We float, I decide. We float because I am no one’s anchor. What we have is buoyant. What we have is beautiful.

But there’s no way I can explain all that to him right now. Instead I just find his hand with mine, hold it as tight as I can, and dream of who I will be now that I’m not “just a housewife.” I’m Celeste Mills Mason, and I’m the mother of three wonderful children and the wife of a loving man, and there’s absolutely no “just” about it.




Two days later, I am home from the hospital. Wendy is, too—and Seth is staying with his parents, who live an hour away. Hugh has been obsessed with building a firepit in our backyard ever since I told him everything. Not everything—he doesn’t need to know he was sleeping next to his neighbor for the last week—but the home truths that have come of it. I tell him about the themed bento box lunches and the dollar-per-Dixie-cup gazpacho and the over-the-top science fair cupcakes—not that there is anything overtly wrong with them—but how instead of somehow making me worthy, they are keeping the people I want to know at a distance. They are a disguise I put on to justify my existence.

Wendy has seen right through that disguise.

Hugh’s eyebrows shoot way up when I tell him I finally have a real friend and who it is, but then he catches himself quickly. “She’s whip smart,” he says in a quick recovery. “She can see what a gem you are.”

See, this is what it is about Hugh. His Celeste-colored glasses are the best thing that ever happened to me. But instead of soaking it up when he says things like that, I’ve spent too much of our marriage wondering what’s wrong with him to love me so much.

I wrap him up in another tight hug, something I’ve been doing so often lately I can’t even keep count. The time has come for me to start soaking him up. To put on my own pair of Celeste-colored glasses. To tell my kids a few stories about my life when I was young. To let my story show through to anyone worthy of seeing it. Wendy was right all along: there’s nothing inherently exhausting about my life—except pretending to be someone I’m not.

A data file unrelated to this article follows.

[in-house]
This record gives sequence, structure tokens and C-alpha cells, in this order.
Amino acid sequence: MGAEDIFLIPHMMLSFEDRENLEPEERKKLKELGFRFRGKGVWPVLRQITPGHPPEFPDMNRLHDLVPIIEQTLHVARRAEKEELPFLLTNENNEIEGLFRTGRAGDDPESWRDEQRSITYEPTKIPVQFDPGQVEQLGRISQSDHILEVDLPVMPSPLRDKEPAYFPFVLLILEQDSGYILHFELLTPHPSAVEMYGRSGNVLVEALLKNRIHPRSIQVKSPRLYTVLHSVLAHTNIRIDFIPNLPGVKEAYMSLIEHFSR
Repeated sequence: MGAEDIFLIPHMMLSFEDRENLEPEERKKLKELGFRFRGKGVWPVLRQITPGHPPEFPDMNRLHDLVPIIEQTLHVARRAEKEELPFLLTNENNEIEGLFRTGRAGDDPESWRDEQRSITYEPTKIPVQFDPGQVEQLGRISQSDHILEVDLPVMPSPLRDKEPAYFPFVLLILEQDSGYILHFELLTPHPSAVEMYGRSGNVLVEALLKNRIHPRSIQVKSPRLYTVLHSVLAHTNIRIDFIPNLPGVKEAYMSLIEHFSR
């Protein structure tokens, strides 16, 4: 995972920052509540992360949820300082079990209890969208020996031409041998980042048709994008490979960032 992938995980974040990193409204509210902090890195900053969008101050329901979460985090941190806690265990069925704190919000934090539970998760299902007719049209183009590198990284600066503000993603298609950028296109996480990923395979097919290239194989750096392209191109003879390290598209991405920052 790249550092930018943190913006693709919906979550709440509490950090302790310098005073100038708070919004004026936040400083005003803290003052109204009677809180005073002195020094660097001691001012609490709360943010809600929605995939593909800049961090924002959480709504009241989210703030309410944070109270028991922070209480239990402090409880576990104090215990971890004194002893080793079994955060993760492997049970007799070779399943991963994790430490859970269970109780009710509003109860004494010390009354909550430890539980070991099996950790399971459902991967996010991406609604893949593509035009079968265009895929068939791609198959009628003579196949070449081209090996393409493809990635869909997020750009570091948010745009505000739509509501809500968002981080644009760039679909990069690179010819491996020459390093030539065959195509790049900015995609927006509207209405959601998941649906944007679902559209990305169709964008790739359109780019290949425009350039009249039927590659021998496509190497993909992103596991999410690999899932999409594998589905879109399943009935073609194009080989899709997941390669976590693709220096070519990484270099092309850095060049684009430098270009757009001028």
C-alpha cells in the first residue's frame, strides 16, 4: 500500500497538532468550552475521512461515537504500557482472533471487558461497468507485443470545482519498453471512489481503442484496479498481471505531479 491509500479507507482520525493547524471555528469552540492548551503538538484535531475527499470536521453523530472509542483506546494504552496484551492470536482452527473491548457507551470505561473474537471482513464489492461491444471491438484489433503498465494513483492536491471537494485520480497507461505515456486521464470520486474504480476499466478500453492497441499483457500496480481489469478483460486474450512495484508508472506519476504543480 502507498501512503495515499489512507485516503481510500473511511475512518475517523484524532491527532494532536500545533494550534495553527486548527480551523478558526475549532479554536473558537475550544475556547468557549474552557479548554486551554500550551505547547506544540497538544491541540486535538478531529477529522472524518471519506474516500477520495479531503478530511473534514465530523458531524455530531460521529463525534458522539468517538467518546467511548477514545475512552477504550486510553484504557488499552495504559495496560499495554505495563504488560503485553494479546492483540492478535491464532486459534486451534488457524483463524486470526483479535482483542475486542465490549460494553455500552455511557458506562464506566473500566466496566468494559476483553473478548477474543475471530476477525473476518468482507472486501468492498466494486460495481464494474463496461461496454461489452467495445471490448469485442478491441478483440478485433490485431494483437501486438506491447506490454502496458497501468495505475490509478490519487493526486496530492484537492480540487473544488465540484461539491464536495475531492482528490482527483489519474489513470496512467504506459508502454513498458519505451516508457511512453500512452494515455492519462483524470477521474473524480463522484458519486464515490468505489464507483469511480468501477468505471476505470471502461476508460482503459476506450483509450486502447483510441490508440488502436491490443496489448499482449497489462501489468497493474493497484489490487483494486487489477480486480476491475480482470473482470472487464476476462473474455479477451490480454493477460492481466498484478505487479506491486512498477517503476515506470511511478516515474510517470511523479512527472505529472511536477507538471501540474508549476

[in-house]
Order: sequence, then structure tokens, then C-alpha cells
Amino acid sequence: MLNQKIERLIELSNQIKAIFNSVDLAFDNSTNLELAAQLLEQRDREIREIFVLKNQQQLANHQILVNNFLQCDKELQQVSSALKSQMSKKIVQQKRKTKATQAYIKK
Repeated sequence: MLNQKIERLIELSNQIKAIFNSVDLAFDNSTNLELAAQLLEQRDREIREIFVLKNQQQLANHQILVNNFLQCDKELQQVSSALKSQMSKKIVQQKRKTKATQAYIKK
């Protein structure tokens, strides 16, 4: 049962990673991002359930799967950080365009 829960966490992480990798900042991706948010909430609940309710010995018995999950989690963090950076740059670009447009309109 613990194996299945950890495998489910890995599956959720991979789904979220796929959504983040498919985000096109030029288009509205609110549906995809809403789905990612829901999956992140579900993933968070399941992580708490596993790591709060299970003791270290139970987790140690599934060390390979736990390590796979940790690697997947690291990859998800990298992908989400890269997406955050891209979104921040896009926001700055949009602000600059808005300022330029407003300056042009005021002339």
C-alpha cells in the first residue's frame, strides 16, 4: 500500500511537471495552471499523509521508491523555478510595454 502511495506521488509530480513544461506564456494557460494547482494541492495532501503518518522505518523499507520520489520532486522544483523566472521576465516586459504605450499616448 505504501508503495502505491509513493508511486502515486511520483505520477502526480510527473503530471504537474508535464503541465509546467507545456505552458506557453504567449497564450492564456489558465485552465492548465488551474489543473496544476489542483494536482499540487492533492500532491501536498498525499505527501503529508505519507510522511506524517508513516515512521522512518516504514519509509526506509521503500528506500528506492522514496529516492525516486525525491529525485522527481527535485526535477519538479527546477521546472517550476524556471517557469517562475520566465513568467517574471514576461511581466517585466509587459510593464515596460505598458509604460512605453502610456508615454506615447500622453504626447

And I’m NOT someone who wants to go to work outside the home. Not now, and maybe not ever. I can’t say for sure—after all, a week ago I was wondering about substitute teacher certifications. But that wasn’t because I wanted to be a substitute teacher, necessarily. It was because I believed that once Joy was in school full time, my value to our family would be used up.

I shake my head at my stupid self. How many times has Hugh said our family has a wonderful balance? How many times have I thought that myself? How many times has a mom thanked me for picking up their kid when they were stuck in a meeting, or a teacher thanked me for coming into the classroom when they were low on time or materials?

How many times have those tiny acts filled my heart?

Why would I give all that up? There are seasons to our lives, and I’m not done with this one yet.

I finish up what I’m mixing in the kitchen and open the french doors to the screened porch. She’s waiting there, my first friend in Birchboro Hills, with a bag of marshmallows and a box of graham crackers. At her feet, Anna Joy is happily making a mess with water pens while Wendy rebraids her hair.

“Don’t be angry,” I say when I show her what I’m carrying.

She laughs. “Pink sangria.”

“Without vodka. It’s literally the only mixed drink I know how to make.” Well, aside from something my cousins used to make in a Fleet Farm bucket. “At least it’s not a bag of peanut M&M’S.”

“Nah. Attempted murder is really more my thing.” Anna Joy squirms, and Wendy coos, “Almost done, baby.”

“Manslaughter,” I correct Wendy. “It’s manslaughter when it’s accidental, and after the week that came before it, I don’t think any jury would convict.”

“Thank you for being so forgiving about me almost putting you in a wheelchair,” Wendy tells me as I pour her a glass.

“Thank you for being so forgiving about me almost killing off your body,” I say in return and raise my own.

“There.” She puts the ponytail holder at the bottom of the thick Anne of Green Gables–style braid she’s made and taps Joy’s head with the flat of the brush. “Shall we go see the new firepit?”